Exchange-traded funds are synonymous with passive investing. A basic passive portfolio only requires a handful of broad funds to cover most asset classes and countries. Yet, there are now more than 2,500 U.S.-listed ETFs. Most ETFs are closet active vehicles targeting a sector, theme, country or strategy. For example, one of the fastest-growing funds in 2021 has been the Financial Select Sector SPDR Fund (ticker: XLF). It has received approximately $9.5 billion in inflows, expanding its units outstanding by 35% year to date (Oct. 31).
XLF is passively managed, diversified and low cost. But buying XLF or any sector fund is not a passive choice because a broad index investor already has proportionate exposure to financial companies. It is an active decision that financial stocks will outperform the market. Trading XLF replaces stock picking with sector picking. This is also true for thematic and country funds — they are traded to express active views. Narrow products run contrary to the "own everything" approach that the pioneers of passive championed.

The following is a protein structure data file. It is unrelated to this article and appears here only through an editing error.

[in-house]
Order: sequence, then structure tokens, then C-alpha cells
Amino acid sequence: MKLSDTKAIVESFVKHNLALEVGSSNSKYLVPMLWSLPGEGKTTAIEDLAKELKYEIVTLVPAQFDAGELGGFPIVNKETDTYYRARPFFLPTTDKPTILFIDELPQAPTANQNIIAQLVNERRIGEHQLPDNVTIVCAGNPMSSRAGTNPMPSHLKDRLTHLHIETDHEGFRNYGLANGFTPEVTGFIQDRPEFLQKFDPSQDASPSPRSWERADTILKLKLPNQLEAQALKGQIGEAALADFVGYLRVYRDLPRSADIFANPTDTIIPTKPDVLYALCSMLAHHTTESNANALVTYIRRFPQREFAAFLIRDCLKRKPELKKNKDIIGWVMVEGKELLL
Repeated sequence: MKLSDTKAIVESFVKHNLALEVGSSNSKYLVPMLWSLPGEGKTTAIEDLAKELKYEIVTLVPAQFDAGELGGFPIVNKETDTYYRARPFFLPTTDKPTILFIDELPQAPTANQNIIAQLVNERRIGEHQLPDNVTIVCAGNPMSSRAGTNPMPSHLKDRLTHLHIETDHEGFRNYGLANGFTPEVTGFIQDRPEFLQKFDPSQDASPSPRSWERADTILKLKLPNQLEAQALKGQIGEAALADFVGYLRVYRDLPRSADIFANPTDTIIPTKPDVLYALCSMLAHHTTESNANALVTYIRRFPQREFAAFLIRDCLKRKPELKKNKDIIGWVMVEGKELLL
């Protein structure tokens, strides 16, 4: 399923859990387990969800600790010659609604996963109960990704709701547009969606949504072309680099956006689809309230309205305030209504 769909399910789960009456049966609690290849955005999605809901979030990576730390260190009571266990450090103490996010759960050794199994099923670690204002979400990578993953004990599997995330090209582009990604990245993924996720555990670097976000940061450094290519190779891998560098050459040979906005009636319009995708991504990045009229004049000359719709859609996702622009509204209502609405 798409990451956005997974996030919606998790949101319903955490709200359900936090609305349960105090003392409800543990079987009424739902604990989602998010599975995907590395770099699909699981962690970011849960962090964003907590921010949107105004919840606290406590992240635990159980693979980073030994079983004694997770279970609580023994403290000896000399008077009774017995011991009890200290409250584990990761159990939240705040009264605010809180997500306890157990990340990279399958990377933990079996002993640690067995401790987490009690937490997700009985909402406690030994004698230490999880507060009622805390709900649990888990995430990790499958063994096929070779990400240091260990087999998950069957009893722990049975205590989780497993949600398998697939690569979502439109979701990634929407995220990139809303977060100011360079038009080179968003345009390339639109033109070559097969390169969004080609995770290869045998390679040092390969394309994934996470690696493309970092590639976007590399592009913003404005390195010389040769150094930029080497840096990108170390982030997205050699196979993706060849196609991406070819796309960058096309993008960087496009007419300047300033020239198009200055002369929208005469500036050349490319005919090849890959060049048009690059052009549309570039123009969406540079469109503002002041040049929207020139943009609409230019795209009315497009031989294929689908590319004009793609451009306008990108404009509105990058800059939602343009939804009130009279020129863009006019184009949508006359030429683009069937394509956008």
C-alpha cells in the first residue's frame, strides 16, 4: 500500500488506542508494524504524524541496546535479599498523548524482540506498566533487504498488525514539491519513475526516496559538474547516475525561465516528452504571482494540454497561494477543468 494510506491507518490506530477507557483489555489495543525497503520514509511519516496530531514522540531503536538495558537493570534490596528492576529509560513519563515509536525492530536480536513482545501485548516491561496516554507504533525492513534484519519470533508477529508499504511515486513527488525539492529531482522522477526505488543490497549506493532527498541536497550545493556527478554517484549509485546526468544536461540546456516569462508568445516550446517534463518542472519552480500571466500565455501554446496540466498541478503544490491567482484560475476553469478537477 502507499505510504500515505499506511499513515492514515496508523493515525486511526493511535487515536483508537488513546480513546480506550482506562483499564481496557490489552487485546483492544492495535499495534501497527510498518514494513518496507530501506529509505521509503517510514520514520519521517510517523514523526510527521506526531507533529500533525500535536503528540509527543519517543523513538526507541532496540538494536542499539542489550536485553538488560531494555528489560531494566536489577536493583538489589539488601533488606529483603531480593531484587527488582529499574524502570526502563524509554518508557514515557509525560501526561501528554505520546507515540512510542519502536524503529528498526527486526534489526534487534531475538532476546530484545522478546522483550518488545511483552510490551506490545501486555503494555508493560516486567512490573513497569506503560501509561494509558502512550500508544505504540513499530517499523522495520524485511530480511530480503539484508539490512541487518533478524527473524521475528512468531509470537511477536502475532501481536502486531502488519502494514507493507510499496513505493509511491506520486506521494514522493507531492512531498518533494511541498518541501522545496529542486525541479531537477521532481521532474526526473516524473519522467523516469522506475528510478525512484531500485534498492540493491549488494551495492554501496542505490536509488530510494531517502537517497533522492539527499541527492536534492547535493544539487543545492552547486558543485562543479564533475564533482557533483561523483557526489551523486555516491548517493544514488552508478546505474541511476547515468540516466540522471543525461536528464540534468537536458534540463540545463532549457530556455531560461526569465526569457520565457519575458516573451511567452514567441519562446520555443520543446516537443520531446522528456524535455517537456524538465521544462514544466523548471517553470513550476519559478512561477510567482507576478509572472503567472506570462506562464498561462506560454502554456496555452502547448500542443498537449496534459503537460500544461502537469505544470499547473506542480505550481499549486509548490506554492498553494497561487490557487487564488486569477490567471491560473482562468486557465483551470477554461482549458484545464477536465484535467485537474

We estimate investor activity and the result of their market timing by studying money flows in and out of ETFs. Our analysis indicates that ETF investors have similar behavioral biases of return-chasing that mutual fund data has long showed. An ETF structure might be passive, but humans are not.